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The Other, Unlikely Winner Of Supreme Court's Historic Week

The U.S. Supreme Court's rulings on Obamacare and same-sex marriage, while seen as a loss for Republicans, could work in the party's favor.

By Elizabeth Hagedorn | June 27, 2015

“Today is a victory for hardworking Americans," President Obama said.

“This ruling is a victory for America," President Obama said.

…. and Republicans.

Article Continues Below

We know what you’re thinking. Yes, publicly, the Supreme Court’s rulings this week on the Affordable Care Act and and gay marriage were a loss for the GOP. But privately, we’ve got to think there are more than a few Republicans relieved at the news.

Imagine the political fallout had the Supreme Court ruled against the administration and effectively gutted the Affordable Care Act.

Millions of Americans across 34 states — most of them red states —  would have lost their insurance subsidies.

It would have been a mess — one the Republican-controlled Congress would have likely had to clean up. And while Republicans had been floating a few contingency plans for that scenario, they weren’t able to coalesce around one.  (Video via House Republicans

In a sense, this way Republicans get the best of both worlds. They can continue to rail against the law without actually dealing with it.

And if the Republican outrage on Twitter was any indication, that’s what they’ll do.

As for the court’s decision on same-sex marriage, that also seemed to give some Republicans an out.   

“We'll honor what the Supreme Court does —  it's the law of the land,” said John Kasich, governor of Ohio and a Republican.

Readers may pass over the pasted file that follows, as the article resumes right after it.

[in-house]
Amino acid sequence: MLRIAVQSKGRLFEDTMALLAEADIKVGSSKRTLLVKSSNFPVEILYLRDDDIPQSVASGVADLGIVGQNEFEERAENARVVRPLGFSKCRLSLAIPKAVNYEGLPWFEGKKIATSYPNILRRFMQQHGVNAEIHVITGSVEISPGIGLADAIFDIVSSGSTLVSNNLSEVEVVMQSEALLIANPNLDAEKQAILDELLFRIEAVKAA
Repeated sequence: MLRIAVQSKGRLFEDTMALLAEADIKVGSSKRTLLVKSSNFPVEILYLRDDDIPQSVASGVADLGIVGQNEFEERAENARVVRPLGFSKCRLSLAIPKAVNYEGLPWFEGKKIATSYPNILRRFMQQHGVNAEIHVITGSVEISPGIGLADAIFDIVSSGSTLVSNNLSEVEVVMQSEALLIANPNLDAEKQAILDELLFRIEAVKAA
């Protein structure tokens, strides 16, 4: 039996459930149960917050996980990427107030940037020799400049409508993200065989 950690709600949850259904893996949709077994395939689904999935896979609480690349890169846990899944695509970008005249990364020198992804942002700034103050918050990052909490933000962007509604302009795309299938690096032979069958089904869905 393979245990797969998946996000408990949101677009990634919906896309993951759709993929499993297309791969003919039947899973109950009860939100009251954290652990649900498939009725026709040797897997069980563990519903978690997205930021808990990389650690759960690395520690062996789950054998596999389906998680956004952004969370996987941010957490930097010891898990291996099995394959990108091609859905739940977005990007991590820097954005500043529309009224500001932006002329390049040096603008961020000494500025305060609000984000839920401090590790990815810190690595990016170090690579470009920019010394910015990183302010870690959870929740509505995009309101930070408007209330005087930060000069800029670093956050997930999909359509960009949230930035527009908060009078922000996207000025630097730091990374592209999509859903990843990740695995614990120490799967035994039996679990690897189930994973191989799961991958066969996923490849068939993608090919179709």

While gay marriage might have been an effective wedge issue in 2012, it’s not the conservative battle cry it once was. (Video via PBS

Now that most of the country supports same sex marriage, including the majority young Republicans.

Increasingly in the minority on this issue, for a lot of Republicans, same-sex marriage is a subject they’d rather avoid talking about.

With that in mind, Chris Cillizza of The Washington Post writes: “The court just threw Republican candidates a life preserver. They would do well to grab it.” Quite a few of them did.

Lindsay Graham vowed not to pursue a “a divisive effort that would be doomed to fail.”

And from Jeb Bush: “good people who have opposing views should be able to live side by side.”

So while Obamacare supporters and the LGBT community can now celebrate a historic 2015, Republicans can breathe one big sigh of relief two hot button issues are off the table for 2016.

This video includes images from Getty Images.

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